Efforts to screen prospective NFL draft prospects with a history of domestic violence more effectively is not only happening at the club level, but at the league level, as well. And that means added scrutiny for Florida State quarterback Jameis Winston, who could be the No. 1 overall pick of the Tampa Bay Buccaneers.
According to NFL vice president for social responsibility Anna Isaacson, the league will conduct a background check on all prospective players, and clubs will be provided information resulting from those checks.
"In advance of the draft, our security and football operations teams are doing background checks on all prospective players. Unlike in past years, particular emphasis will be on players with issues of violence in their backgrounds," Isaacson wrote in an email to USA Today. "If a player is flagged, he will have an additional check performed and then if warranted, an evaluation will be offered and when needed, counseling recommended. Teams drafting these players will have access to all of this information and will be guided to provide the right types of support if/when drafted."
As well, draft prospects who attend the draft in person will be required to attend a one-hour educational session on domestic violence and sexual assault. Typically, more than two dozen prospects attend the draft, most of them high-profile prospects expected to be chosen in the first round.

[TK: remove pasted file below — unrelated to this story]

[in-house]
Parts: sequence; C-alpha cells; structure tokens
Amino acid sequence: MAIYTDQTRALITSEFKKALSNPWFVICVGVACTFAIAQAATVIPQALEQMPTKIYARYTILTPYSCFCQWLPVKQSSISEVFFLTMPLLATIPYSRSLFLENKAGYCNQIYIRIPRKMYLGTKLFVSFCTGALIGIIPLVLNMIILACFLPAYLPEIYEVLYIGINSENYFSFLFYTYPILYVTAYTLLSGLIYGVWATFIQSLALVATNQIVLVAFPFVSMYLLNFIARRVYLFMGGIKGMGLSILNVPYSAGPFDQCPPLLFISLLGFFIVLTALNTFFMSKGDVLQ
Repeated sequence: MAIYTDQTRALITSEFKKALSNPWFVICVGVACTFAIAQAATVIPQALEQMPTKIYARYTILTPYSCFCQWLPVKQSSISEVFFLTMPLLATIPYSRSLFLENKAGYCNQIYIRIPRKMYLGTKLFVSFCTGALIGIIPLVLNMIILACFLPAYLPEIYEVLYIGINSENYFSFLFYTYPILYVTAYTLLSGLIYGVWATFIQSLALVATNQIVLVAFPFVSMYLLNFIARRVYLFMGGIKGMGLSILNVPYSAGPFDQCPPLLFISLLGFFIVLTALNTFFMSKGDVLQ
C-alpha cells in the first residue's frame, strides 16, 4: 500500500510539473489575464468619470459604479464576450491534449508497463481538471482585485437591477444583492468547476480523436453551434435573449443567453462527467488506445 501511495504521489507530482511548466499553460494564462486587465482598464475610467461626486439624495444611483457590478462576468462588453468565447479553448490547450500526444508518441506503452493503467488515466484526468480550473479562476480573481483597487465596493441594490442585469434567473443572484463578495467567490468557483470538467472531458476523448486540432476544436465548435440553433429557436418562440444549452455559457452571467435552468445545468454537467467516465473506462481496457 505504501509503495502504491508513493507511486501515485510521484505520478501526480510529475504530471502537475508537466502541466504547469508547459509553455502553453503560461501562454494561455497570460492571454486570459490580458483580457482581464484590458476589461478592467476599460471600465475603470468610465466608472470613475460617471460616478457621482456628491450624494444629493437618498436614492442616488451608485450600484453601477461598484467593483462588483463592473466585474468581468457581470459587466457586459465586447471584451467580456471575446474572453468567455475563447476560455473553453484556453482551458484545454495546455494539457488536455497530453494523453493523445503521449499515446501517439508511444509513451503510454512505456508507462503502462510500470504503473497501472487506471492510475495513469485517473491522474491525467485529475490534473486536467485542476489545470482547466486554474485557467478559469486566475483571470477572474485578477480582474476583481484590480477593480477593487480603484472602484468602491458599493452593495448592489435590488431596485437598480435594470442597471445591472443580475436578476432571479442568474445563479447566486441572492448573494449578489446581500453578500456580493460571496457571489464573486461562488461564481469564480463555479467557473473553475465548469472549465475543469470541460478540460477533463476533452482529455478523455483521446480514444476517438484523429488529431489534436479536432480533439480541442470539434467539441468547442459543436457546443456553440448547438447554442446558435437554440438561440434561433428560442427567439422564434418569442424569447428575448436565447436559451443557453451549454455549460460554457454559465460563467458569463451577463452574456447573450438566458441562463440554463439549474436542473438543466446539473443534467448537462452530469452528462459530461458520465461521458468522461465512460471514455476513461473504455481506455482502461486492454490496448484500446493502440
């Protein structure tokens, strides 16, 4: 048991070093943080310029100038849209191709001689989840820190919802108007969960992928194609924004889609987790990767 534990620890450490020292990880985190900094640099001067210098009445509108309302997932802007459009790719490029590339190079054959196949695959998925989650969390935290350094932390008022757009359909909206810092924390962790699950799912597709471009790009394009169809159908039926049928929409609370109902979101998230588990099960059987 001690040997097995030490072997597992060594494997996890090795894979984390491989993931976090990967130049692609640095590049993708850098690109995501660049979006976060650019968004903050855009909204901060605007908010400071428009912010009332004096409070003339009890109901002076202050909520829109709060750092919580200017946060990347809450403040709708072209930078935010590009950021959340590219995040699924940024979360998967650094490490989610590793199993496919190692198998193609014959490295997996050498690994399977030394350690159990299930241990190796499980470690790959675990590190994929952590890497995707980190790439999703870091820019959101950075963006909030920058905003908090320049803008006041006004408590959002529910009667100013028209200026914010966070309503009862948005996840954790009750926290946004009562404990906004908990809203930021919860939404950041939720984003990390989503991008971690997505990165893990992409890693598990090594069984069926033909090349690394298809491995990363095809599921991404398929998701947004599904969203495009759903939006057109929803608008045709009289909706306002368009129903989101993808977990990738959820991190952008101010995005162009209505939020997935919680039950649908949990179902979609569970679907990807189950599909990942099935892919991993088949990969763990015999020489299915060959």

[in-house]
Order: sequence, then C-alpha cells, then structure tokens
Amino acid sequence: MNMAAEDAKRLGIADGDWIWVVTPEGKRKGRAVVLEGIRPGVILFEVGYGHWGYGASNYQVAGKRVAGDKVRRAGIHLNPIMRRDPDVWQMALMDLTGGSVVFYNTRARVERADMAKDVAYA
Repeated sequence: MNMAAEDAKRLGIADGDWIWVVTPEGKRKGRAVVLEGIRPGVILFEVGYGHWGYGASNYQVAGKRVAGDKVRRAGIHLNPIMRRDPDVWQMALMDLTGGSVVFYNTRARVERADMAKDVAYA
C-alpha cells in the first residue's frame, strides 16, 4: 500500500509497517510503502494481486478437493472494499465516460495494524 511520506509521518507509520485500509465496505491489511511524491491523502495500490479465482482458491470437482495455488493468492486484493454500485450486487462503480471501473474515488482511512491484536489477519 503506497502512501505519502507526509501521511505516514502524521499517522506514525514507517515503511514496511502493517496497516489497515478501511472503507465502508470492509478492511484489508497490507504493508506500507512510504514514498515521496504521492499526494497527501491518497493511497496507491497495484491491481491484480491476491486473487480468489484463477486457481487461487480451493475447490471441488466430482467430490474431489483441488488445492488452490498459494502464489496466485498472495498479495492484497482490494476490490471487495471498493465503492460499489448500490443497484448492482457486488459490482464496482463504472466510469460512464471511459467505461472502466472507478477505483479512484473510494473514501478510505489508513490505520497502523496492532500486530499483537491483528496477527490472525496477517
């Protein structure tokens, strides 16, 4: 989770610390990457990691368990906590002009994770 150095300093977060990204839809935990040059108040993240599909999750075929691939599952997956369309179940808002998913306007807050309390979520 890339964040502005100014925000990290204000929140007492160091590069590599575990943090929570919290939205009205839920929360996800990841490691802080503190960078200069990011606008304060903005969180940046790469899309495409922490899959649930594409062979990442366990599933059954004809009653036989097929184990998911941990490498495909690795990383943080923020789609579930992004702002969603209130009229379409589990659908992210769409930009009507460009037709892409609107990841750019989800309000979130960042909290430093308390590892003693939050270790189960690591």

Winston, one of two quarterbacks expected to be chosen early in the first round, was accused of a sexual assault in December of 2012. No legal charges were brought in the case, and he was also cleared in a hearing on possible violations of the school's code of conduct. Still, the case continues to draw much attention due to questions about the thoroughness of the police investigation, as well as Winston's high profile as a national championship quarterback and Heisman Trophy winner.
The alleged victim in the case participated in a documentary film about sexual assault on college campuses that will be released this spring.